The Center for EcoTechnology's "Berkshire Healthy Homes Initiative Phase 2" project will apply lessons learned in Phase I to educate and to help put in place home improvements that reduce energy consumption and indoor air pollutants such as moisture, mold, particulates and combustion by-products, all of which are potential triggers for asthma, COPD and other respiratory illnesses. The project will provide education and outreach to increase awareness among health care providers and patients about the links between health and the home environment, providing information and referrals to no-cost energy efficiency assessments, conducting healthy homes assessments, and identifying funding for recommended energy and healthy home improvements that reduce respiratory illness triggers in the home. As a result of this project, the Center for EcoTechnology and its partners will help improve the indoor air quality of low income and sensitive residents across the county, reducing disproportionate health burdens faced by these populations. This project will continue to build on success of the initial demonstration project and increase the number of residents able to benefit by participating in the program. Project partners include: Berkshire Health Systems, Berkshire Community Action Council, E4TheFuture, and National Grid.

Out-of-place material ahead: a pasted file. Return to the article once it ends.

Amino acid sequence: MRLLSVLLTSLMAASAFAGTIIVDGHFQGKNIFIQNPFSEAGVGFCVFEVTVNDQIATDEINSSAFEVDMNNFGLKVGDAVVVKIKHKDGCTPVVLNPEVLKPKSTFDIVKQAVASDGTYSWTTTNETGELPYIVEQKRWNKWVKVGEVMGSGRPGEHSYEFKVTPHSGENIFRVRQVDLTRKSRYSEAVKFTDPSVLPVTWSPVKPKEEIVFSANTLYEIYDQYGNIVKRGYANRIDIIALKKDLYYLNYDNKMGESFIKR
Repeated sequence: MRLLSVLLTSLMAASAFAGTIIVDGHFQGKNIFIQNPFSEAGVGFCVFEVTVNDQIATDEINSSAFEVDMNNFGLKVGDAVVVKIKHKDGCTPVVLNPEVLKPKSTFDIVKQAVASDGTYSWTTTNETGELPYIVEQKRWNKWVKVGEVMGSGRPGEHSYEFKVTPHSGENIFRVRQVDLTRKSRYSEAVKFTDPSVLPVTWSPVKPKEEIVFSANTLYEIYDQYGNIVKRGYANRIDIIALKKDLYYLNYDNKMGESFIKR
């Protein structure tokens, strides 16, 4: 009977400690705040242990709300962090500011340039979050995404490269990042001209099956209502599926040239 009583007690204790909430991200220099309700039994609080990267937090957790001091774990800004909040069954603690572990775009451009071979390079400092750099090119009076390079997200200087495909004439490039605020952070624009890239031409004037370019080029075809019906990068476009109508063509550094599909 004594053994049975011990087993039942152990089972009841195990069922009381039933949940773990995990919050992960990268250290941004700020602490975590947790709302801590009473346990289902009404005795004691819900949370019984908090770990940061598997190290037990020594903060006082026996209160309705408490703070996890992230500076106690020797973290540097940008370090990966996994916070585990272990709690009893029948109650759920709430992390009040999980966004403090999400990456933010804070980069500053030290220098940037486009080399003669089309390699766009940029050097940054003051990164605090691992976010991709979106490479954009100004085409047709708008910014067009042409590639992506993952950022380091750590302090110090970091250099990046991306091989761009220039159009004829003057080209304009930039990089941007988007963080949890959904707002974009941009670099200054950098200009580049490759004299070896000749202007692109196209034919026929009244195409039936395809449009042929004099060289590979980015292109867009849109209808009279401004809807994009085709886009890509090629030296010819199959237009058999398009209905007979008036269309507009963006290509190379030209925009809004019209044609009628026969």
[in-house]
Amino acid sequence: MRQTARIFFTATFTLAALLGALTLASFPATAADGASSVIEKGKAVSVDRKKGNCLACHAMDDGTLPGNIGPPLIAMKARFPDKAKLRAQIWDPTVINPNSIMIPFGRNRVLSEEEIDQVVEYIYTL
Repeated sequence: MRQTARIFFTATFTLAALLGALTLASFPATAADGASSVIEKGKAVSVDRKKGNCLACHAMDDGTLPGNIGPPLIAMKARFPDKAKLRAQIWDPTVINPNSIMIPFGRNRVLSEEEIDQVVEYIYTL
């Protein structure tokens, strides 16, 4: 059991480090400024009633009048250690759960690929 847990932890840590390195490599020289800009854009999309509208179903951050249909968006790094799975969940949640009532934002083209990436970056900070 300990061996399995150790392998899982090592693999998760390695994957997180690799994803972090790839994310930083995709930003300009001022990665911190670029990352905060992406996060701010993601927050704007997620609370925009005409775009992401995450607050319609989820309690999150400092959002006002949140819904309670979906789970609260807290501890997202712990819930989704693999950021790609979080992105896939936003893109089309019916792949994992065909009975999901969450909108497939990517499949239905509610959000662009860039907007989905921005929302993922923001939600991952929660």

Northeast Waste Management Officials' Association's "Increasing and Improving Recycling and Waste Reduction" project will do education and outreach to divert solid waste from landfills by increasing recycling rates and waste reduction in the Wakefield Public Schools. The association will work with the school system to educate students and staff on recycling and waste reduction opportunities and to improve recycling by establishing more collection points while expanding the types of materials collected. The project will also include an assessment of current green cleaning practices in the school district. Resulting recommendations will help prevent asthma and asthma triggers in the district's Early Childhood Education Center and throughout the school buildings. Project partners include: Wakefield School Department, Town of Wakefield, Massachusetts Department of Environmental Protection's Green Schools Program.